Educators of America would like to take a moment to recognize all of the donors who contributed to our GivingTuesday Fundraiser. With your generosity and kindness, over $2,000 was raised to help provide access to students who are in need of education technology to continue learning in today’s school environment.
In an unprecedented year, the largest global generosity movement reports an unprecedented showing of giving, kindness, and connection by millions of people worldwide. GivingTuesday reports total giving increased from $1.97 billion to $2.47 billion in the United States alone, representing a 25% increase compared to GivingTuesday 2019. Read more here.
It’s in the small acts of generosity that we’re going to put the world back together, not the way it was, but the way we want it to be.
We cannot thank you enough for being part of this movement.
The following media were captured during 2019 across Western New York and the Sub-Saharan African nation of Namibia. The Connected Series is a sequence of photographs and videos that were taken to showcase moments of openness, collaboration, joy, empathy, and genuine connection among participating students. The purpose of the Connected Series was to raise funds to bring one additional school in Western New York into the BCB Program; to incorporate more students and teachers who can experience the power of connection with international peers.
“Most of my important lessons about life have come from recognizing how others from a different culture view things” — Edgar H. Schein
A word that can excite or enrage a teacher.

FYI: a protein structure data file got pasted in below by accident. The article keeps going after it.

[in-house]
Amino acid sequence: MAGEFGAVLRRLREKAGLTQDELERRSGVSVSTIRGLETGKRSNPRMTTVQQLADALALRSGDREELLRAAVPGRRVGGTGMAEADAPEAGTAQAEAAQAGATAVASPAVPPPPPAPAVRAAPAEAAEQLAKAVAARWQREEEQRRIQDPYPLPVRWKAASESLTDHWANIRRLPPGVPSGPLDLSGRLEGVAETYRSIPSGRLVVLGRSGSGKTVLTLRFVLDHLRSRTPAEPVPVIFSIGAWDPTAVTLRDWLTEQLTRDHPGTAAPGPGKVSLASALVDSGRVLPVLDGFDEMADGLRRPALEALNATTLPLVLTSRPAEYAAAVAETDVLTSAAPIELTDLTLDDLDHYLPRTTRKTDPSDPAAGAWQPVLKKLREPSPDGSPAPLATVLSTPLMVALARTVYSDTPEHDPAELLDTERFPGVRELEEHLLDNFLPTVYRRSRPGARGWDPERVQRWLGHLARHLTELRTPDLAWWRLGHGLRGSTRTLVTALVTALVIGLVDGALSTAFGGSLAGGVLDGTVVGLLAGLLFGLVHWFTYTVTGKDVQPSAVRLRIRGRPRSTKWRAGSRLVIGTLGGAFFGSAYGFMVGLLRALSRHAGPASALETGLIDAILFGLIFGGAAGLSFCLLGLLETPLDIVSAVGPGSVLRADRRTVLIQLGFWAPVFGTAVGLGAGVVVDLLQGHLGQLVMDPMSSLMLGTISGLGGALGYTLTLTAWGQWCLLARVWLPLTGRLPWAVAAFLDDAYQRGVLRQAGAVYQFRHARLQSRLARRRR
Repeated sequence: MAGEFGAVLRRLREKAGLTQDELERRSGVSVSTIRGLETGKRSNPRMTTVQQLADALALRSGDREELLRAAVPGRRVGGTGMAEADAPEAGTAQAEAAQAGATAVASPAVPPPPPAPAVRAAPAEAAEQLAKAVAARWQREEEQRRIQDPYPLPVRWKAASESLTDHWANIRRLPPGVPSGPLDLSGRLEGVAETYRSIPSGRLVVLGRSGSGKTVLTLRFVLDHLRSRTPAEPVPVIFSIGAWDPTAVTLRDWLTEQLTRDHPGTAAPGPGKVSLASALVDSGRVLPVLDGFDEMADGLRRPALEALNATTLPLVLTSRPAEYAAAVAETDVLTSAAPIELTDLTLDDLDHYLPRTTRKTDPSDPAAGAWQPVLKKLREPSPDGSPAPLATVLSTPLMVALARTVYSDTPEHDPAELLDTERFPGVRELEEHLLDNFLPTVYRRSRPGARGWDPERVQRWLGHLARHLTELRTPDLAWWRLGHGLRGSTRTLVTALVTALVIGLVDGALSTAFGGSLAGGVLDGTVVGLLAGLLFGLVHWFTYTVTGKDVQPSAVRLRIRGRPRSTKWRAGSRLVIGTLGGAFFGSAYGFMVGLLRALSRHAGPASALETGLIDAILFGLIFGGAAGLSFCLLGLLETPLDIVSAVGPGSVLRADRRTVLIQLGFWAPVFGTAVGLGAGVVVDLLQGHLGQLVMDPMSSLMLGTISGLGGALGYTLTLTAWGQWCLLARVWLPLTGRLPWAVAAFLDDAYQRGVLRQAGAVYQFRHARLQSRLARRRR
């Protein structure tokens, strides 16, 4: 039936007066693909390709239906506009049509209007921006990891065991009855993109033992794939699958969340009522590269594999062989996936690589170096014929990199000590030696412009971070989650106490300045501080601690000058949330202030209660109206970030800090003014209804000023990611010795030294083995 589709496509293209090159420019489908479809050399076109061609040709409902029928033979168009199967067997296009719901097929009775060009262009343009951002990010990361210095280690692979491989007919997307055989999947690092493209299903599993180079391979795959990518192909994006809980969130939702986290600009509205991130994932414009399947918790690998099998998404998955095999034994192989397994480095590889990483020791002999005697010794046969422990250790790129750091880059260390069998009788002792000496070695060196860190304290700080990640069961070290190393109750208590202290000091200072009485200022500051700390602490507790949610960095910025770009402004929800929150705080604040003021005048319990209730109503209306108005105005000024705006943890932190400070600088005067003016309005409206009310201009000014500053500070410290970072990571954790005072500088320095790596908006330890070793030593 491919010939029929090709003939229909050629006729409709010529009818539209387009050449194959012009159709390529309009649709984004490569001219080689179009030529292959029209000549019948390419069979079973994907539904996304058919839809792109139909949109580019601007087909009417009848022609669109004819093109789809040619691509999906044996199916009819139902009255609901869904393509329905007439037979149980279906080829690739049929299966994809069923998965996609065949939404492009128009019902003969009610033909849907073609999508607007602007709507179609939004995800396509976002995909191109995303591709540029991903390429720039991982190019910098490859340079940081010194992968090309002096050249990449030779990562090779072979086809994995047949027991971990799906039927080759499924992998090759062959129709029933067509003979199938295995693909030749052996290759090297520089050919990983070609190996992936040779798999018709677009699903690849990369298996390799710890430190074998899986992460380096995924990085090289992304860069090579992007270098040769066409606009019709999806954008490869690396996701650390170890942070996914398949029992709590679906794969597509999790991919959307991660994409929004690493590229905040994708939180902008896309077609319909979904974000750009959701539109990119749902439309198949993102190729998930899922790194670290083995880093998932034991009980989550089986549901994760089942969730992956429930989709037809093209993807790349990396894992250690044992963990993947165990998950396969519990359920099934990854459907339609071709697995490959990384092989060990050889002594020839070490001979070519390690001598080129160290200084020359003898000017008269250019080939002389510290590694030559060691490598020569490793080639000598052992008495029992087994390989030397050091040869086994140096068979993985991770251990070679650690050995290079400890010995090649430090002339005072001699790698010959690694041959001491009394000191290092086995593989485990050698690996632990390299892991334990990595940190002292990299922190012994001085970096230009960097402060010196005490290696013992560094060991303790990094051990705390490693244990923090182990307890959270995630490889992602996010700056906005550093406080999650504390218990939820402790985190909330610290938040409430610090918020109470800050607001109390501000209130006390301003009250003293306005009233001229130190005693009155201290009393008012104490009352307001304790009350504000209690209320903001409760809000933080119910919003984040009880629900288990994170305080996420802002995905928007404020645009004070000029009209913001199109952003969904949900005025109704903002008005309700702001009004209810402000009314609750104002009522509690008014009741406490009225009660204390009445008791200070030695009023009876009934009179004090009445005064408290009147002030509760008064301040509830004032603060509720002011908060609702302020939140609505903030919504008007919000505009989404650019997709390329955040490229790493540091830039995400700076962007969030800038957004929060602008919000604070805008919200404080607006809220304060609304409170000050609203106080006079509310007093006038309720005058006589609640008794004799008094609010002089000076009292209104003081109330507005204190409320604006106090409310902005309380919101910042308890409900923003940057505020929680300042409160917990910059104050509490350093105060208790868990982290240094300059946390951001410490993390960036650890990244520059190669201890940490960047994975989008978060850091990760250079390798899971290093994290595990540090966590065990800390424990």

The weighing of potential benefits of using technology in the classroom versus the risks and consequences is something that teachers, professors, parents, students, and policymakers have been discussing for years. As classrooms, schools, and educational organizations increasingly incorporate technology, the debate has gotten much more popular and far more intense.
The biggest statements regarding technology are:
It improves student engagement, allows experiments in pedagogies, and improves technology literacy.
It fosters cheating and opens more opportunities for distraction during classes.
So, looking ahead to 2020, what are the pros and cons of technology in the classroom? And better yet, what’s the final verdict?
We came across an excellent pro and cons list on a blog post created by Top Hat; which we believe does a fantastic job detailing why the pros outweigh the cons and how the cons can be overcome. Check out the link below to read more!
We’d love to hear your opinion on technology in the classroom and better yet if you believe you need professional training in incorporating education technology further into your curriculum or are in need of basic edtech training, don’t hesitate to reach out to us!